Hotels Bring Unique Brand Experiences to New Travelers
By Keith Simmel Principal, Cooper Carry | June 2014
Co-authored by Robert F. Uhrin, AIA, Principal, Cooper Carry
They're in their 20s, traveling for business and they're not choosing a hotel based on loyalty points. The hotel industry is banking on this new group of travelers to boost its economic growth well into the future. Hotels are repackaging the brand experience to appeal to this new customer and they're spending tremendous resources to get it right.
This new demographic is not a uniform, homogenous group and they don't necessarily have loyalty to any brand. People years ago wanted to stay at a Marriott so they could build up their points, but that doesn't drive this generation. They don't fit into a box or stereotype. This is the young twenty-something coming into the business world and it's becoming increasingly important to tailor brands to appeal to this new segment.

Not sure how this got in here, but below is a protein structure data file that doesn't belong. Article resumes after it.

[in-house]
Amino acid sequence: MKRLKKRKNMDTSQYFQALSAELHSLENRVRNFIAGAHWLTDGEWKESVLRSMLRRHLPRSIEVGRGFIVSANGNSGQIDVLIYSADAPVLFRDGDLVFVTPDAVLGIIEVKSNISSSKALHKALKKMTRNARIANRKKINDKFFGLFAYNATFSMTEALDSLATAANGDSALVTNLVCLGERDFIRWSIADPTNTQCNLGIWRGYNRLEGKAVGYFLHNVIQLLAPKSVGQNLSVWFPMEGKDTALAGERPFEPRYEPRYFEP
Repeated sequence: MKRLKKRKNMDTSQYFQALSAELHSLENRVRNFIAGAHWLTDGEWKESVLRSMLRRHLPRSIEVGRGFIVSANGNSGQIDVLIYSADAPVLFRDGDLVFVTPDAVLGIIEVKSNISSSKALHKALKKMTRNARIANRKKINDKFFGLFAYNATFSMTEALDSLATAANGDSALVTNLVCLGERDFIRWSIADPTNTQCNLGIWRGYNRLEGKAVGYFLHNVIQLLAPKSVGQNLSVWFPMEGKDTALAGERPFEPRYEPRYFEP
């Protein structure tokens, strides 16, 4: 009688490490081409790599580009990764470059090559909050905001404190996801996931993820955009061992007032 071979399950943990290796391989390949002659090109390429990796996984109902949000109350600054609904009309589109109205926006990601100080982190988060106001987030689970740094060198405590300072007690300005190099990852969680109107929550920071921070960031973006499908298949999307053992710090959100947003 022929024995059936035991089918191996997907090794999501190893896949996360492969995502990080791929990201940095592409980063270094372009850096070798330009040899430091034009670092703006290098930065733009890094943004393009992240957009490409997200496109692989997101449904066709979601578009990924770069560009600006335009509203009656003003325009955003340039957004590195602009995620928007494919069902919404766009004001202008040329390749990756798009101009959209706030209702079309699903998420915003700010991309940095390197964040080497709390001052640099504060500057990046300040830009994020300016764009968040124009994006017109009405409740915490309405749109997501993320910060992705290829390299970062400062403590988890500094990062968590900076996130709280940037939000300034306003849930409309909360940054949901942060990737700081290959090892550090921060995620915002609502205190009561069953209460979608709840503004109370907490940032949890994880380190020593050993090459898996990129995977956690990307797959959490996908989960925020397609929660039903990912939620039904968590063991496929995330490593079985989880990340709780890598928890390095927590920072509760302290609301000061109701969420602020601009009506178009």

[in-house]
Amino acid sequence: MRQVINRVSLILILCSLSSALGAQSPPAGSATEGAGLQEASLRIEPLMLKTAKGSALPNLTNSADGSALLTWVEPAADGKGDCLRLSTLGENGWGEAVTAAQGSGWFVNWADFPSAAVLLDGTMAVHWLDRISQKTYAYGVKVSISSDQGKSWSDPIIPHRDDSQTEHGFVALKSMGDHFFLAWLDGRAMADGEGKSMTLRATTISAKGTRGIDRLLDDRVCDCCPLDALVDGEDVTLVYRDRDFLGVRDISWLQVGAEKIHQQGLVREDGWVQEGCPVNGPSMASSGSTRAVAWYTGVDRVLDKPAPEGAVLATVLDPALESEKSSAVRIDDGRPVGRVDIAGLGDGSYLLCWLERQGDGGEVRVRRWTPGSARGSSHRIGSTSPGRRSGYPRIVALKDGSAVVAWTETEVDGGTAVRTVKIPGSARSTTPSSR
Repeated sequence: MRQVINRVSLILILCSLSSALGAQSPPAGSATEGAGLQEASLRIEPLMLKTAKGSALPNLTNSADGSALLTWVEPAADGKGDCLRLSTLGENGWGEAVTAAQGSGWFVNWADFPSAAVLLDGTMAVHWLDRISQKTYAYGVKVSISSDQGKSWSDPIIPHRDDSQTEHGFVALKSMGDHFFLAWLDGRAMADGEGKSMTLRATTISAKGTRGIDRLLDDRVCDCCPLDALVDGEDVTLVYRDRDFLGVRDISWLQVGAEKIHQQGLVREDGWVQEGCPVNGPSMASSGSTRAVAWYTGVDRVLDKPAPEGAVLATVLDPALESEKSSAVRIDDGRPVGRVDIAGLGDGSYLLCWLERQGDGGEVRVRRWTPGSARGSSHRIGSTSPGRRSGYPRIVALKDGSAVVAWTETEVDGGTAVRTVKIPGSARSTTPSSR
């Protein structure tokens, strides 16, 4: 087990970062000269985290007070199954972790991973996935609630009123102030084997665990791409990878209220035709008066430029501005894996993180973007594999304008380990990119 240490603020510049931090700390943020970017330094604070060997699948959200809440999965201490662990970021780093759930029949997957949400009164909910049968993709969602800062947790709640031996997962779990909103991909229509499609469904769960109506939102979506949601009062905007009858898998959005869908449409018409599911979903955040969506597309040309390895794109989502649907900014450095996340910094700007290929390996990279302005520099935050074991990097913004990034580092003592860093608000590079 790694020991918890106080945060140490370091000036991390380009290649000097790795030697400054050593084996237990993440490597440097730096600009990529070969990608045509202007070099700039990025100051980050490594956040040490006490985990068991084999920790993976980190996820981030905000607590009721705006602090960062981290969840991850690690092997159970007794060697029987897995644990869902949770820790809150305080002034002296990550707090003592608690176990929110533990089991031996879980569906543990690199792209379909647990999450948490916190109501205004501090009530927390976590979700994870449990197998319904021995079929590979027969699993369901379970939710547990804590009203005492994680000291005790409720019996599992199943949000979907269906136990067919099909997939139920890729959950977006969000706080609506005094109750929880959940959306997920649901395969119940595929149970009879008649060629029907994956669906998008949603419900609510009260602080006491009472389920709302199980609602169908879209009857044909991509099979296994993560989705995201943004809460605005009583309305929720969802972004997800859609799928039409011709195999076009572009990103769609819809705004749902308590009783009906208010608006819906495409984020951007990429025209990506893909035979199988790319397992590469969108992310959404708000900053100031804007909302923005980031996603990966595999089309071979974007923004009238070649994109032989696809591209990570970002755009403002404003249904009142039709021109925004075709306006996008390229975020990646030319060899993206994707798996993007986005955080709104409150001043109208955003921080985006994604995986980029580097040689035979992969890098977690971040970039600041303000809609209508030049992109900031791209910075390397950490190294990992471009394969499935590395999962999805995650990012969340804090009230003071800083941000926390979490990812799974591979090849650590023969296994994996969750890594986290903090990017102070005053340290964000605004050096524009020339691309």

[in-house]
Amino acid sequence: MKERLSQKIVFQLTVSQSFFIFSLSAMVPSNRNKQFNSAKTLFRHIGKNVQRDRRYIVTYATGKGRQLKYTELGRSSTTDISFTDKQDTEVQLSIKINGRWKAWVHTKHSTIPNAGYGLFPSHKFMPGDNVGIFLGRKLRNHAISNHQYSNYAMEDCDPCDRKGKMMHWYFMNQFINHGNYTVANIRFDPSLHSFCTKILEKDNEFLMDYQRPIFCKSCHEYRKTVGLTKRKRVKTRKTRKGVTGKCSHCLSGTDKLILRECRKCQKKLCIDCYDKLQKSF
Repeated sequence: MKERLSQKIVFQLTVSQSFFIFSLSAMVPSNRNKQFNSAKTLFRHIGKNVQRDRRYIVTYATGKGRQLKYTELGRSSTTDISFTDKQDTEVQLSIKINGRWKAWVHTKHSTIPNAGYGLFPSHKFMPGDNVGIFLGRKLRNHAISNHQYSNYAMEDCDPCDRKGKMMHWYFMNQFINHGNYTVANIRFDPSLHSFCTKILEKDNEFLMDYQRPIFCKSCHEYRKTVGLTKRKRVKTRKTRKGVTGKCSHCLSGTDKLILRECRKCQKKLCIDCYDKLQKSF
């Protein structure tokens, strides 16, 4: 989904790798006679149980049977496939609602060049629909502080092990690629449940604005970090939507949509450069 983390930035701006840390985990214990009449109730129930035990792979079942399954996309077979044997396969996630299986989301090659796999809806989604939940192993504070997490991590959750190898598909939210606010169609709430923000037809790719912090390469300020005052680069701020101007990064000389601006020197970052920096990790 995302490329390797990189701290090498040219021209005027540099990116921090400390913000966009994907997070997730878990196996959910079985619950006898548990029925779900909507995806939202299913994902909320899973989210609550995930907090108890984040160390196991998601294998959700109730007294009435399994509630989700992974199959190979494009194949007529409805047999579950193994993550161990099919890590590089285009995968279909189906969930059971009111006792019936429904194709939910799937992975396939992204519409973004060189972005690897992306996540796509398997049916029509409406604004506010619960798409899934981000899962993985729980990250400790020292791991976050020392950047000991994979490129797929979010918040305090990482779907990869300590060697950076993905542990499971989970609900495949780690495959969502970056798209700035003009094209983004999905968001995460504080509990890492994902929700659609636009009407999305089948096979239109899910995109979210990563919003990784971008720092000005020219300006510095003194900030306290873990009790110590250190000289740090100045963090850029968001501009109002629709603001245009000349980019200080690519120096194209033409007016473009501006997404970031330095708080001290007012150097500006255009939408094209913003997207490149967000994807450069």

Almost every hotel brand is developing and transforming its flags to better respond to generational changes and elevate brand identification. Once those brands identify the needs of this new, young traveler, we at Cooper Carry must figure out how to bring that brand vision to life at a hotel site.
We recently completed an Embassy Suites Springfield in Virginia, which is a project that caters to the younger generation's preference for variety by providing multiple public space options for travelers. The project totals 189,650 square feet of hotel space, including a full restaurant with expo-kitchen concept and bar, an indoor pool, and fitness center. There are shared facilities for teams to meet as well as opportunities for solo travelers to connect and work outside their rooms. Approximately 5,700 square feet of meeting space is spread amongst formal meeting salons, a boardroom and flexible meeting spaces. AC Hotels by Marriott is another player that's being very aggressive about appealing to that segment with unique designs and experiences.
These travelers want experiences that are cool, hip and comfortable. The trend is to create larger public spaces that are more inviting even in the select-serve brands. Many new select-service hotels feature food and beverage components, which allow guests to check-in and provide them with the option to go downstairs and get a snack or meal.